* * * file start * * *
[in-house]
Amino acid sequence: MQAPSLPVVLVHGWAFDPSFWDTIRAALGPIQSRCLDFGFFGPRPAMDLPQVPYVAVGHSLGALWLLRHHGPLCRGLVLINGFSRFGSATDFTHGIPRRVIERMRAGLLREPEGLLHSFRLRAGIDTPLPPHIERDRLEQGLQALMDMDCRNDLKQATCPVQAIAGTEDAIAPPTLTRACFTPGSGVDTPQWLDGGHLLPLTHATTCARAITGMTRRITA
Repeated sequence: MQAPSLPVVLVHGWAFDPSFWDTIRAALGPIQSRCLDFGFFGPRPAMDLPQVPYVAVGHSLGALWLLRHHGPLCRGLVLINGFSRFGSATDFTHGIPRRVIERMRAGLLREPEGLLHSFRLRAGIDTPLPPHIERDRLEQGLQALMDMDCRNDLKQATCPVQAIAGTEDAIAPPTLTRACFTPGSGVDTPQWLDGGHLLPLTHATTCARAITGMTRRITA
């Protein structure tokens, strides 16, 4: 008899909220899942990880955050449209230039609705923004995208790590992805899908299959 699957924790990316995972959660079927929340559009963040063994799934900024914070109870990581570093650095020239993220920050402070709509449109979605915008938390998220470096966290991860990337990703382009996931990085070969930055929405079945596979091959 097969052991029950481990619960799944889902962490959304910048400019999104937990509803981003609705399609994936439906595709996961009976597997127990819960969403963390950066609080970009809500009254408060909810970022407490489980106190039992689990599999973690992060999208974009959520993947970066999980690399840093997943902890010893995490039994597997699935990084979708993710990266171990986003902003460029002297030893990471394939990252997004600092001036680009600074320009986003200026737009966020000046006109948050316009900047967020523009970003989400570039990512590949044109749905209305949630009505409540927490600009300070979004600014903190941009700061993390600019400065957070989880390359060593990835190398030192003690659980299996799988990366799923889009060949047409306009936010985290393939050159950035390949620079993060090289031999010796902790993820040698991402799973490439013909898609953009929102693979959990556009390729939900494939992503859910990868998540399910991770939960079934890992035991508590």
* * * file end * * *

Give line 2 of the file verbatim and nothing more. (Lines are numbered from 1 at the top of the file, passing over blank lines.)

Amino acid sequence: MQAPSLPVVLVHGWAFDPSFWDTIRAALGPIQSRCLDFGFFGPRPAMDLPQVPYVAVGHSLGALWLLRHHGPLCRGLVLINGFSRFGSATDFTHGIPRRVIERMRAGLLREPEGLLHSFRLRAGIDTPLPPHIERDRLEQGLQALMDMDCRNDLKQATCPVQAIAGTEDAIAPPTLTRACFTPGSGVDTPQWLDGGHLLPLTHATTCARAITGMTRRITA